FoodReference.com Logo

Food Trivia & Food Facts Section

An eclectic collection of information about various foods and beverages,
plants and animals from around the world

Home       Food Articles       Food Trivia & Facts       Today in Food History       Recipes       Cooking Tips       Food Videos       Food Quotes       Who's Who       Food Trivia Quizzes       Crosswords       Food Poems       Cookbooks       Food Posters       Recipe Contests       Culinary Schools       Gourmet Tours       Food Festivals

You are here > Home

 

 

FOOD TRIVIA and FOOD FACTS

CHEF to CHILTEPIN       Chef Boyardee       Chefs       Chefs on TV       Chelsea Buns       Cherimoya       Cherries       Cherries Jubilee       Cherry Peppers       Cherry Tomatoes       Chervil       Cheshire Cheese       Chess Pie      Chestnuts       Chevre       Chewing       Chewing Gum       Chicago       Chicken       Chicken, Frozen?       Chicken Bog       Chicken Boy       Chicken Consumption       Chicken Divan       Chicken Feathers       Chicken Soup       Chicken Tetrazzini       Chick Pea       Chicory and Endive       Child, Julia       Chile (country)       Chile Peppers       Chili (Chili Con Carne)       Chili Powder       Chiltepin

 

 

 

FOOD VIDEO SECTION
Recipe Videos, Food Safety,
Food Science, Food Festivals, Vintage Commercials, etc.

CHERIMOYA

Cherimoya

The cherimoya (Annona cherimola) is a member of the custard apple family, which includes the soursop, sweetsop, and atemoya. Native to the cool mountain valleys of Peru, and have been cultivated for local use for hundreds of years. The name 'cherimoya' comes from the Inca 'Quechua' language of Peru.

Cherimoya are oblong and vaguely heart shaped, with leathery green skin, which may be smooth or bumpy.  They normally range in size from 6 to 18 ounces, but may weigh as much as 6 pounds, and under ideal conditions can attain weights up to 15 pounds.  The flesh is light cream colored, juicy with a firm custard texture, and large inedible black seeds. The sweet taste is something like a mango/papaya/banana combination.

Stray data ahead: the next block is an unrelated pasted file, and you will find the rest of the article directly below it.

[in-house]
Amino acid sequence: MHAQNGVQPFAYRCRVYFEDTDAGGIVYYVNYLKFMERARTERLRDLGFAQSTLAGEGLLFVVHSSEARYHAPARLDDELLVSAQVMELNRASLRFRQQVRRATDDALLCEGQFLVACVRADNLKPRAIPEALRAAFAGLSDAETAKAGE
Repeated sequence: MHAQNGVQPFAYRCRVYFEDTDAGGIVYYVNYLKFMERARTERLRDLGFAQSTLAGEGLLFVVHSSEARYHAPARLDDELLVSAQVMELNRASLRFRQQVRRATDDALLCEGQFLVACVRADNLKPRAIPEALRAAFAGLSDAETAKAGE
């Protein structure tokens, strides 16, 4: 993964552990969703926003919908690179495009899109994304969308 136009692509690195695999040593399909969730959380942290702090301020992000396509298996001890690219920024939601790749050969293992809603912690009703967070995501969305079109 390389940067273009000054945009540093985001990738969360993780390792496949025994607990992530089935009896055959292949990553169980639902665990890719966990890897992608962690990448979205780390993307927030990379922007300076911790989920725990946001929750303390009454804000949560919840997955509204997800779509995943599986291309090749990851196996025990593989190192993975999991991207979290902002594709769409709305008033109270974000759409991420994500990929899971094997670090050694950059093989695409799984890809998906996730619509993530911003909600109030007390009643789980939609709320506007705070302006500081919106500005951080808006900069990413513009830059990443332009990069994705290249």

They bruise very easily and are very sensitive to severe cold, so commercial production is mostly local.  They are now grown in many Central American countries, Mexico, Hawaii, India, Australia, Spain, Florida and California.

 

 

 

Please feel free to link to any pages of FoodReference.com from your website.

For permission to use any of this content please E-mail: james@foodreference.com
All contents are copyright © 1990 - 2014 James T. Ehler and www.FoodReference.com unless otherwise noted.
All rights reserved.

You may copy and use portions of this website for non-commercial, personal use only.
Any other use of these materials without prior written authorization is not very nice and violates the copyright.

Please take the time to request permission.

 

 

 

 

 

Also see: Food Articles  and Cooking Tips

 

Culinary Schools
& Cooking Classes

From Amateur & Basic Cooking Classes to Professional Chef Training - Over 1,000 schools & classes listed for all 50 States, Online & Worldwide